The rule used to be that you should buy "sin stocks" to hedge an economic downturn--the last thing to go when you're having hard times is the alcohol budget. (Though to be sure, I've noticed a decided shift away from mixed drinks towards PBR in the greater DC area). The casino business, however, is not feeling so hot:
MGM reported net income of $113.1 million, or 40 cents a share, down from $360.2 million, or $1.22 a share. The latest results include $19 million in insurance recoveries from the January Monte Carlo fire, while prior-year results included a gain of $264 million on property sales.
Net revenue slipped 2% to $1.9 billion.
The mean estimates of analysts polled by Thomson Reuters were for earnings of 42 cents a share on $1.89 billion in revenue.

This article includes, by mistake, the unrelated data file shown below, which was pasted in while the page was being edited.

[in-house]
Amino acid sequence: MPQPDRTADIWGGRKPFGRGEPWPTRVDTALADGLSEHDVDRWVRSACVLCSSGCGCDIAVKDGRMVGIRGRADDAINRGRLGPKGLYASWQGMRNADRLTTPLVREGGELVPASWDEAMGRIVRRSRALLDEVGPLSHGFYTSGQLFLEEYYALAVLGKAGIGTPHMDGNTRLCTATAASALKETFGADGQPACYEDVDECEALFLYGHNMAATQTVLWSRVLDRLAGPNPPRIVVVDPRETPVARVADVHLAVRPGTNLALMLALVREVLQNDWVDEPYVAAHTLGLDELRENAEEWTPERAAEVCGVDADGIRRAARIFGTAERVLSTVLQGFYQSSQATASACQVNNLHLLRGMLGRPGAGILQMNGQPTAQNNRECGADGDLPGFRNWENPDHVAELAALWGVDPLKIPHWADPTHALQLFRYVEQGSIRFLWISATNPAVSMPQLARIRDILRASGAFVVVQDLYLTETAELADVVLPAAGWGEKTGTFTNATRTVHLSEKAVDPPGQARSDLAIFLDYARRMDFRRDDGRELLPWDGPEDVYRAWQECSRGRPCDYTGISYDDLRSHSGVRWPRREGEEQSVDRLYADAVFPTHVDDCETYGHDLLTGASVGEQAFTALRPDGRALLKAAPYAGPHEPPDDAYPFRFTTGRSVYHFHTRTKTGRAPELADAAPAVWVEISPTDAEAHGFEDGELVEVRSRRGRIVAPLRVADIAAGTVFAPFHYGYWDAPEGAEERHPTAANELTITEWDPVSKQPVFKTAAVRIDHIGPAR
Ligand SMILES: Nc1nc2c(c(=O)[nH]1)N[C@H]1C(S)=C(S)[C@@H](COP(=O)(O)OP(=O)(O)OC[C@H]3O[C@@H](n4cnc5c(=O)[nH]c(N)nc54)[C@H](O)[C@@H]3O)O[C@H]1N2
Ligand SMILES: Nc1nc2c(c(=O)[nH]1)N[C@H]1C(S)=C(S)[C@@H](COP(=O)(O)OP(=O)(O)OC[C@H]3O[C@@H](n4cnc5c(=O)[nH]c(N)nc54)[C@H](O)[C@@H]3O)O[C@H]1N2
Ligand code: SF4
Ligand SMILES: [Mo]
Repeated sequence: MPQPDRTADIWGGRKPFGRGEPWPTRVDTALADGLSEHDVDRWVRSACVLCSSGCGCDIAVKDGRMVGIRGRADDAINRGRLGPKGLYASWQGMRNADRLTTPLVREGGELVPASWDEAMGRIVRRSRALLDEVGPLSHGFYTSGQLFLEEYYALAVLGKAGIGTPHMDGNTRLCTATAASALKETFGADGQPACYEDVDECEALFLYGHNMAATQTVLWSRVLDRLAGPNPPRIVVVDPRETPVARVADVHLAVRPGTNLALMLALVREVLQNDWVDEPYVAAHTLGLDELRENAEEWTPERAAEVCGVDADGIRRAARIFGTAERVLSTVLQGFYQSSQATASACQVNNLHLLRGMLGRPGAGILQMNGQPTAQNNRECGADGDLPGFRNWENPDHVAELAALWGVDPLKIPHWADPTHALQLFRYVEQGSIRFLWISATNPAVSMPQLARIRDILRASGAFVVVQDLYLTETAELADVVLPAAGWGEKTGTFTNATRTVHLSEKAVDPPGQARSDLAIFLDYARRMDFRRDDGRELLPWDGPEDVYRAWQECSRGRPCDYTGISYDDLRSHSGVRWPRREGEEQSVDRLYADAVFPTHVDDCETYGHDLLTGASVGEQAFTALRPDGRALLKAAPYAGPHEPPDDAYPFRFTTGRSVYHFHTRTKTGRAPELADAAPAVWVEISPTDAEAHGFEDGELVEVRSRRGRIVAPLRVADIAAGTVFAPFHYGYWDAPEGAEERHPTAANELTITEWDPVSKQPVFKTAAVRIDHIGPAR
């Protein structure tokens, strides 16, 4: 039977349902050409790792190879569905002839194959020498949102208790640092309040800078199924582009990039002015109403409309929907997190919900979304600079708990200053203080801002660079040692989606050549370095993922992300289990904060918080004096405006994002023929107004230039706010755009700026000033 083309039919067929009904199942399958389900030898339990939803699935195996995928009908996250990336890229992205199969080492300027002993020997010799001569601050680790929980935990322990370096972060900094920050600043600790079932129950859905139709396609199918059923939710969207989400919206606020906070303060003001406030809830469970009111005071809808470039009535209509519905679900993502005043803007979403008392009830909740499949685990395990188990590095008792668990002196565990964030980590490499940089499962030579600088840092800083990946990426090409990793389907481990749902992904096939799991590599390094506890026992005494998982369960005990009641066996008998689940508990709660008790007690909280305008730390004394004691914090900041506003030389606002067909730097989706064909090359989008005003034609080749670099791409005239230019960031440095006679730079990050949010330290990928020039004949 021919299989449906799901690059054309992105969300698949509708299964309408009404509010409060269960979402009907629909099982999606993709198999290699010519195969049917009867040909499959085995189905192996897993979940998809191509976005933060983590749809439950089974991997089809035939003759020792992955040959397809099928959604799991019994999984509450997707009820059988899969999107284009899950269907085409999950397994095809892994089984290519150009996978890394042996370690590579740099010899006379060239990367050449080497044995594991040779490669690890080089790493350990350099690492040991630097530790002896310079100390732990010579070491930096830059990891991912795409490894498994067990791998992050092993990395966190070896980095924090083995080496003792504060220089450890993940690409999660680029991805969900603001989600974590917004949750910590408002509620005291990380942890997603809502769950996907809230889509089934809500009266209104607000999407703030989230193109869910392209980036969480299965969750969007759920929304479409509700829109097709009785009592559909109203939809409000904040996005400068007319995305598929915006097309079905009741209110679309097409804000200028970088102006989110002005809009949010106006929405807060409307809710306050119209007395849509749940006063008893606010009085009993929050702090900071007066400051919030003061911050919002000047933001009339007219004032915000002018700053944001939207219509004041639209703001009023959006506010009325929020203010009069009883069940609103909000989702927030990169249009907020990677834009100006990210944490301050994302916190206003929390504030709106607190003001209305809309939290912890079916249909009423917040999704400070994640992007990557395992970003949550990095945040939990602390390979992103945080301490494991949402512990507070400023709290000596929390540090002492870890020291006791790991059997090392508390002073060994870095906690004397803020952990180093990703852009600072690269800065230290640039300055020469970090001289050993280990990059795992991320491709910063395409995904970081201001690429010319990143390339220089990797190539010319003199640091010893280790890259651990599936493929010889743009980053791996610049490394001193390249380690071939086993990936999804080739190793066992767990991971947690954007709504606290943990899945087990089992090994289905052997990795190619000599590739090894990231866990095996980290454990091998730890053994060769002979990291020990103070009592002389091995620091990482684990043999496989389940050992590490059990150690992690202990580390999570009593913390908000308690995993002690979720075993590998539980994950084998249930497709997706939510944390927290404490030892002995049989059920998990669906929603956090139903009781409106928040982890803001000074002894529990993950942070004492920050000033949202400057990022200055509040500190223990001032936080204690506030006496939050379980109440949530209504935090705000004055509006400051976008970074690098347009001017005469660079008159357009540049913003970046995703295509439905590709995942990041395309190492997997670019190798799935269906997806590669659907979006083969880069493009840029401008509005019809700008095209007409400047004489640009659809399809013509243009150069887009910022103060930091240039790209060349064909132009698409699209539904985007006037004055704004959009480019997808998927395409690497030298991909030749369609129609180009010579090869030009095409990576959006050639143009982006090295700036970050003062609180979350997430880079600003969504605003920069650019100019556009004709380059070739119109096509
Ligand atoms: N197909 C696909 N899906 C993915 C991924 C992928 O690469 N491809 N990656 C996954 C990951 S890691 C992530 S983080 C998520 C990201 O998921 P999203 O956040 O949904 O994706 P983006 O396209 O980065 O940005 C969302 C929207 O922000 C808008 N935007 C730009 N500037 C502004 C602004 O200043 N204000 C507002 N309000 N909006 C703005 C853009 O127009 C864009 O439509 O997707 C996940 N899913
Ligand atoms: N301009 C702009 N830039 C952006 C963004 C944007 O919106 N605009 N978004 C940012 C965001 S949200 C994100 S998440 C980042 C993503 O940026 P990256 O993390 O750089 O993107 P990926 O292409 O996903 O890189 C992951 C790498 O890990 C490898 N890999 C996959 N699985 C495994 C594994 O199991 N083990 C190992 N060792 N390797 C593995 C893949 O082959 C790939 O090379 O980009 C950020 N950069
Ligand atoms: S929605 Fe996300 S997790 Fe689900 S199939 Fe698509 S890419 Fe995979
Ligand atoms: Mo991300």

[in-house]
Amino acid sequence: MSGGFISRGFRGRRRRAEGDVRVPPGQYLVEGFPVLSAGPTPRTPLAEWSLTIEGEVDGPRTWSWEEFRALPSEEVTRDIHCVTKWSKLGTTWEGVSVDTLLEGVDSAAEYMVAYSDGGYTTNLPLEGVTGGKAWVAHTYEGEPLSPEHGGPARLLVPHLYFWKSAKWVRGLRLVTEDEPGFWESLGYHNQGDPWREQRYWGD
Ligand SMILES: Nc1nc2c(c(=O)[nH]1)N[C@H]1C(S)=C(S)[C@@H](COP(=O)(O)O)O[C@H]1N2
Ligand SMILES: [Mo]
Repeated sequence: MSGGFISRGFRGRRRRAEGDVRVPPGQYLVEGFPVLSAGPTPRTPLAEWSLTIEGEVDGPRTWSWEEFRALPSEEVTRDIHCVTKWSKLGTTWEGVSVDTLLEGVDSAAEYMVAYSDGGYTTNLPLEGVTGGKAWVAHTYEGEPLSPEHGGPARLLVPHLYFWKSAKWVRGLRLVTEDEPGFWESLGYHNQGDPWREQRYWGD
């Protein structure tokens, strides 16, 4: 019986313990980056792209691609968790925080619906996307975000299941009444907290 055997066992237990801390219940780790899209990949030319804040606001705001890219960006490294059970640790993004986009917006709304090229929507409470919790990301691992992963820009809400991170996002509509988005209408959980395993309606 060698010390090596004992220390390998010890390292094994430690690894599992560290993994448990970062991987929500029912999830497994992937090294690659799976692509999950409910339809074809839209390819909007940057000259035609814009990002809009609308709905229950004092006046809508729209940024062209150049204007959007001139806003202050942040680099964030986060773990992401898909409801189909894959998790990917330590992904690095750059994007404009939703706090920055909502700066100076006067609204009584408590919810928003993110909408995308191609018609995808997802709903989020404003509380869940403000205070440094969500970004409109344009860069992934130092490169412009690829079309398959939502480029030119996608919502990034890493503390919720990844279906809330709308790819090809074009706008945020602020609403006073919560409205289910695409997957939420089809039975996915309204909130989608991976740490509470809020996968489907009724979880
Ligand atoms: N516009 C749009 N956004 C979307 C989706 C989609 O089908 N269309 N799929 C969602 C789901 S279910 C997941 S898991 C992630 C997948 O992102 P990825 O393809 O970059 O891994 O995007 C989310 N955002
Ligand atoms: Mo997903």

Casino revenue decreased 4%, largely due to a 7% drop in table-games volume at the company's Las Vegas Strip resorts, while slots revenue dipped 2%, including a 10% drop on the Strip.
Revenue from the company's hotel rooms fell 6%. Revenue per available room at Strip properties -- which include Bellagio, MGM Grand and Mandalay Bay -- declined 5% as the average daily room rate slipped 4% and the occupancy rate declined to 97% from 98%. Food and beverage revenue rose 2%.
The casino industry is facing what insiders and analysts call its biggest challenge in years. Rising gasoline prices, the housing crisis and other economic troubles are prompting consumers to gamble less and to spend less at the luxury boutiques and restaurants where casinos draw most of their profits.